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How To Make Work Friends Remotely, According To A Her Campus Editor

In Ask An Editor, Her Campus Editors answer readers’ questions about how to be a human. This month, Her Campus’s Deputy Editor, Iman Hariri-Kia, hosts office hours about summer jobs, kicking off with work friends. 

Dear Editor,

How can I make friends at work when working remotely?


Office Party Of One

Dear Office Party Of One,

First off, hey! My name’s Iman (rhymes with mom, so trips to the grocery store are super annoying), and I’m Her Campus’s new Deputy Editor. I’m also, dare I say, extra equipped to answer this question since I just started this new role remotely, just like you. 

Beginning a job in isolation can be challenging for a myriad of reasons: having to onboard through screen-sharing, being unable to go to IT when you’ve locked yourself out of your email, your first day ‘fit missing out on all the clout it deserves. But making connections with your new coworkers is perhaps one of the most complex parts. When you’re meeting people on Zoom and chatting on Slack all day, you miss out on those key bonding opportunities that are so fleeting but consequential. You know, like locking eyes to commiserate with a colleague when you realize that you both have zero clue what your manager is talking about or complimenting someone from a different department’s shoes in the shared kitchen. These smaller encounters usually amass over time, piecing together an office friendship. How do you do that organically, from behind a screen?

At my old job, I used to be a major proponent of making friends in the bathroom. I absolutely lived for those awkward conversations that led to friendships between flushes. There’s nothing I adored more than walking in on a stranger flossing in silence or in desperate need of a tampon. I famously once ran out of toilet paper and texted a new coworker about my dilemma. She delivered a fresh roll by sliding it beneath the stall; we’ve been friends ever since. And while I’m still navigating the ins and outs of virtually fabricating those touchstone moments, here are a few tips and tricks I’ve picked up for simulating these kinds of connections — so your work friends can one day become your IRL friends, too.

Make Work Friends By Working Their DMs

Once you and your coworkers have exchanged social handles, ditch the FaceTime coffee banter and head straight for their DMs. If you see a TikTok about work culture that you think would resonate, take a chance and send it their way, accompanied by a few skull emojis. Did Olivia Rodrigo’s new song make you cry real tears of joy? Shoot your shot and message it to them, asking if they listened. Think about it: The worst they can do is say no. If they don’t reply? Accept that they’re drawing a boundary. Remember: Even DM chit-chat should be consensual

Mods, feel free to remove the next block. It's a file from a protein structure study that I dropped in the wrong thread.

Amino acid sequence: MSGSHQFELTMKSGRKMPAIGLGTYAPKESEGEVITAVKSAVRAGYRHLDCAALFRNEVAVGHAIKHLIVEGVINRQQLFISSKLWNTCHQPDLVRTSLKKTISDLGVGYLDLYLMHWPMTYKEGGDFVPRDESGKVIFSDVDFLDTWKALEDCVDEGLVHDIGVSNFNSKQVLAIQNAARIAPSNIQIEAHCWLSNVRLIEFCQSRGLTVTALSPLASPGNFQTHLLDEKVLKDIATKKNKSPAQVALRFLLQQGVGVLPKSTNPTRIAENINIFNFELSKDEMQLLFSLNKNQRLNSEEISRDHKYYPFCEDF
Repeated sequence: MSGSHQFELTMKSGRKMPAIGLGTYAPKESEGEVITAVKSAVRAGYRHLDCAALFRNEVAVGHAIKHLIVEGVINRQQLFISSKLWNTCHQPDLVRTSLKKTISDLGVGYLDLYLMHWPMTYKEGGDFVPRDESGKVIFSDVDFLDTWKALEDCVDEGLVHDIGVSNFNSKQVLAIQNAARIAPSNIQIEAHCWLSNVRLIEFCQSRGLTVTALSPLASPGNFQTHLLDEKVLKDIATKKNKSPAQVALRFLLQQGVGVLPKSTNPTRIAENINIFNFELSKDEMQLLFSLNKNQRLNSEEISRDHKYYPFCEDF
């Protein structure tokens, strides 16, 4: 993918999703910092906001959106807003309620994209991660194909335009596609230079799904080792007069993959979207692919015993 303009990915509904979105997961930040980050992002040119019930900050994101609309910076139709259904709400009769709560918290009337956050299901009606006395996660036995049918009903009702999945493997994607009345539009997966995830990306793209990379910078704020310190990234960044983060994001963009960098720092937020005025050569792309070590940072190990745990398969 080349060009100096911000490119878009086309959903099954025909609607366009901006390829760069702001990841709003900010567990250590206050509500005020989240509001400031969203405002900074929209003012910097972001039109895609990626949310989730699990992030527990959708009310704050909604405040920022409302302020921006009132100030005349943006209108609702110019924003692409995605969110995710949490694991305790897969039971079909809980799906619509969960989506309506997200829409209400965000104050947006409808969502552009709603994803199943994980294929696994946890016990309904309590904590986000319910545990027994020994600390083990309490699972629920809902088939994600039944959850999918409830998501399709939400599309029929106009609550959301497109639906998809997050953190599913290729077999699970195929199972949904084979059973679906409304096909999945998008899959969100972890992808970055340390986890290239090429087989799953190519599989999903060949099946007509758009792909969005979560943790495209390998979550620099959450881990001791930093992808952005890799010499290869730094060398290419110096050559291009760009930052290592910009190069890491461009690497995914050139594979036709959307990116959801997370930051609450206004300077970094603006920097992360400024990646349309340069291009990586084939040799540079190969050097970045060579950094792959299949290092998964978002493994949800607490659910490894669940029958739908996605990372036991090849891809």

Friends At Work Are Real People, Too

So, you’ve swapped socials, you’re following each other on Instagram, but you’re not quite up to DMing about Ben Affleck’s escapades? I got you. The 2021 equivalent of “So, what did you do last weekend?” is “Not to be creepy, but I saw what you did last weekend.” Now that we’re all working remotely, but live streaming our lives on the internet, consider making a connection by commenting on something you already know makes them tick. Bonding over how cute their new quarantine foster puppy is or asking where they bought the merch they were wearing in their Story can be a casual way to find common ground.

Don’t Be Afraid To Ask Work Friends For Help

When all else fails, one tried, and true method of bonding with your peers is reaching out and asking for their advice or assistance. Having trouble getting your boss to respond to your Gchats? Can’t, for the life of you, understand how to use your company’s analytics software? Here’s the tea: Admitting you need help won’t make you look weak. In fact, being vulnerable around your coworkers can be a gesture of strength. Your cohorts will most likely see themselves in your struggle, empathize with what it’s like to be new, and take the time to walk you through it. Then, in a few months, you’ll be able to do the same for someone else. Isn’t that kind of beautiful?

Of course, if it takes you days, weeks, or even months to start to connect with your coworkers, don’t be too hard on yourself. Making friends as an adult is notoriously weird, and doing it remotely adds an extra layer of pressure. But here’s something I wish someone had told me sooner: Your new adult life is so much more than your job. If you’re ever feeling lonely, focus on fostering your relationships with your chosen family, friends, and above all else, yourself. And you can always turn to your friendly Her Campus Editor (lol hi) when you need someone to exchange memes with. We can be the new kids at work together! I’m only a DM away



Iman Hariri-Kia is a New York-based writer, author, and was the Her Campus Deputy Editor. A 2017 recipient of the Annabelle Bonner Medal and a nationally acclaimed journalist, she covered sex, relationships, identity, adolescence, and more. Her debut novel, A HUNDRED OTHER GIRLS, will be published in spring 2022.